What is a Home Remedy for Anxiety?

30 Mar , 2022

A pounding heart and shallow breathing. We’ve all felt anxiety in our bodies at some point in our lives. It’s uncomfortable. Sometimes it’s helpful - anxiety alerts us to the fact that we are in an unsafe environment.  Often, though, it’s our nervous system being overly vigilant and setting off alarm bells when they aren’t actually needed. 

Anxiety relief is a hot topic these days. More and more adults are suffering from anxiety and looking for natural ways to improve their focus, reduce stress, support their immune system, and even relieve pain. 

Luckily, the most important remedies for anxiety are things we can all do at home. They help our nervous systems switch from a state of panic to a state of calm.

These remedies are:

Breathe
Move
Make Sound
Sleep

      At first glance, this list may appear too simple, but the remedies are actually incredibly powerful ways to get anxiety relief for adults. Let’s look at them a little more closely.

      Breathe

      Deep breathing is a tried-and-true technique to improve focus and offer anxiety relief when you are feeling overwhelmed. Your inhalation should be deep, going down to your belly. Your exhale needs to be longer than the inhale. This activates the relaxation settings of the Vagus nerve and literally acts as a manual override of our instinct to “fight or flee”.

      This natural method will calm your mind and redirect your attention to your breath–and off your anxious thoughts. When combined with a natural supplement aimed to relieve anxiety, deep breathing is an easy remedy you can use anywhere and everywhere.

      Move

      Anxiety can often lead to a feeling of restlessness and an inability to concentrate. To discharge some of that nervous energy from your body, physically move it. Shake your hands, run or move.  Help your frightened mind reconnect with your physical body. This shifts your attention from your anxious mind back to your body.

      The act of moving is a natural way to improve your focus, allowing your body to let go of anxious energy and re-center your attention on other things. Movement can also reduce stress and your immune system.  No gym membership is required–you can do it from anywhere!

      Make Sound

      This can be simple–even a quiet sigh as you exhale counts. So does humming or singing your favorite song. This affects your Vagus nerve and helps turn off the alarm bells that are going off in your mind.  Making sound can act as a manual override, instructing your nervous system to shift from fight or flight into the state of rest and relaxation. Sound can also be used to redirect your attention off your anxious thoughts and onto something else. This can effectively reduce your stress levels and help improve your focus. If you’re experiencing pain, humming or redirecting your focus off your pain and into the sound is a natural way to relieve pain and improve your focus, all in one.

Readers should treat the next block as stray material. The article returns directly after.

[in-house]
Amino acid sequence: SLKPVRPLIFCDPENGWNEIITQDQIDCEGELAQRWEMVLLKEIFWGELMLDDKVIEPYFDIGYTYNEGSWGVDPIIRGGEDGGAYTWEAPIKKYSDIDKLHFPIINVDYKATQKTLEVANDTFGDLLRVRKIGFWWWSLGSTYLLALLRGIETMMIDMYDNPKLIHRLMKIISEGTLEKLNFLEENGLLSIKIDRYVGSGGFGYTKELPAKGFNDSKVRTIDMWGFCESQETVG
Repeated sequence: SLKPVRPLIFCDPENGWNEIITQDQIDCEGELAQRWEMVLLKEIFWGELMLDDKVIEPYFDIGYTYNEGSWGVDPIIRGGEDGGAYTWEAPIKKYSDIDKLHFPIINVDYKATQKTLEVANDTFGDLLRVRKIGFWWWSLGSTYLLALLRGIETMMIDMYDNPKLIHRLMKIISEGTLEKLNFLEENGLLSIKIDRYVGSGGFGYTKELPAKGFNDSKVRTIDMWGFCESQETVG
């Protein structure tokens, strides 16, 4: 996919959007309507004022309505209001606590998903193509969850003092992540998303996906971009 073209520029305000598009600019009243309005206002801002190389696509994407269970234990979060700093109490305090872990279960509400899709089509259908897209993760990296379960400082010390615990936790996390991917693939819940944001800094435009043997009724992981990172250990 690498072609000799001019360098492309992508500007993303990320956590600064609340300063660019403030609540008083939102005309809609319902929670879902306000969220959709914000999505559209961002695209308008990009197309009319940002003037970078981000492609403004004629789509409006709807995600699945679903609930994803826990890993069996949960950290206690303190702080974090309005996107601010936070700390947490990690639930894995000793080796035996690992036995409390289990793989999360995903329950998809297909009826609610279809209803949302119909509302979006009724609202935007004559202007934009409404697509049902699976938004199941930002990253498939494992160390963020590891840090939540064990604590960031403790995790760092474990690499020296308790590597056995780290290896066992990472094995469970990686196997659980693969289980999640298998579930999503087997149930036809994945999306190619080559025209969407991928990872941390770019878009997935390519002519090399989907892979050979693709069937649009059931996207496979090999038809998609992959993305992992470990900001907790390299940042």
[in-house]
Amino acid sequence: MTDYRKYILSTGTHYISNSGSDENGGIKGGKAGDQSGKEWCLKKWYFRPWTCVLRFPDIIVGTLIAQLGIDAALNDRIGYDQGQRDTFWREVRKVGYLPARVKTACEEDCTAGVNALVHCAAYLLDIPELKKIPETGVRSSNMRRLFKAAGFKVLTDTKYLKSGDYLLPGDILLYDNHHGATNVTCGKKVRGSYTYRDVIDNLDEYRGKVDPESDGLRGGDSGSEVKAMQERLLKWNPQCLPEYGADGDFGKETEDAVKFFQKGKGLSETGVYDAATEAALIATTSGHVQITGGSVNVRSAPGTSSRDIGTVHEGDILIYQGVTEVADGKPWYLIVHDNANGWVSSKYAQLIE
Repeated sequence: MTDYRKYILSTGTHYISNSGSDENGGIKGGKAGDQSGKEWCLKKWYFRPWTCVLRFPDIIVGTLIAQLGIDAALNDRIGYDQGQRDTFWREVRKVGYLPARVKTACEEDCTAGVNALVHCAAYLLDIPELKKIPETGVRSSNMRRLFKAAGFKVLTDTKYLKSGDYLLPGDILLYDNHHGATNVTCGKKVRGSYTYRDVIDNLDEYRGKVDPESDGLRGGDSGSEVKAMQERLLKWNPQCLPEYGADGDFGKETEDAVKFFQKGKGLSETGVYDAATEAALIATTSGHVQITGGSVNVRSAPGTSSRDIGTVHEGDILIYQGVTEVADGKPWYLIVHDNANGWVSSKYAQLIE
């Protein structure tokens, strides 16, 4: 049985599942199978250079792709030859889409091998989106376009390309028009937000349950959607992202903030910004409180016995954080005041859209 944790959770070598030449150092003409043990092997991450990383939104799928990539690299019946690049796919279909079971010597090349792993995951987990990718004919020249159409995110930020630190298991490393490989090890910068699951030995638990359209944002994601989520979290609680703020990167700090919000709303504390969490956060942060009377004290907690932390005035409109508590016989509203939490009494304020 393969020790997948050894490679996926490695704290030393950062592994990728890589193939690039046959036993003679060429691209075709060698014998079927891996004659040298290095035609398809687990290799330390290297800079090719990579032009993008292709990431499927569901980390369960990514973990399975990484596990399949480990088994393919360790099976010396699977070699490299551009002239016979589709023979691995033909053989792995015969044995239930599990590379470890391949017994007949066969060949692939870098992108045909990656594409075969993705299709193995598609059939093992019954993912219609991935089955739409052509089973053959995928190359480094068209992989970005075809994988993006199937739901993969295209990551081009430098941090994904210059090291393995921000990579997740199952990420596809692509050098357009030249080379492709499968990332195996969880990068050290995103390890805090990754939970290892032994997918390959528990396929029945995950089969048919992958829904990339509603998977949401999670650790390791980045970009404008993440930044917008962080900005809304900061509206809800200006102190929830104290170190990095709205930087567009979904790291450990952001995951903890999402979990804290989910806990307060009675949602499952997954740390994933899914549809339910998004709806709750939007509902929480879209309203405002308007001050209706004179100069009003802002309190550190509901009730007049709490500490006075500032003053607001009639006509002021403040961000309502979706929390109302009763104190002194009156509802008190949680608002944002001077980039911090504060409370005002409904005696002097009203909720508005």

Sleep

      Getting good quality sleep, and enough of it, can do wonders in helping you reduce stress and give you anxiety relief. Sleep has been shown to improve your focus, relieve anxiety, help you manage stress, and it has also been proven to help with pain management. Sleep, paired with zinc, also offers immune support–which we all need! This is a natural remedy that is powerful! If you need help in the sleep department, taking a natural supplement specially formulated for sleep can go a long way in getting the sleep you need to function at your best.

      These four remedies provide a solid and powerful foundation for relieving anxiety symptoms in adults. They are the best things to do in the moment. Healing the deeper causes of anxiety will likely require deeper inquiry over time to discover and heal the underlying causes and triggers.  

      Non-addictive supplements like Lig and Ceptor’s Relieve anxiety formula can also provide significant anxiety relief, especially when used in combination with Cognitive Behavioral Therapy or Emotional Freedom Technique.





       
      Read more from our co-founder, Ann Barnet M.D, on Elephant Journal

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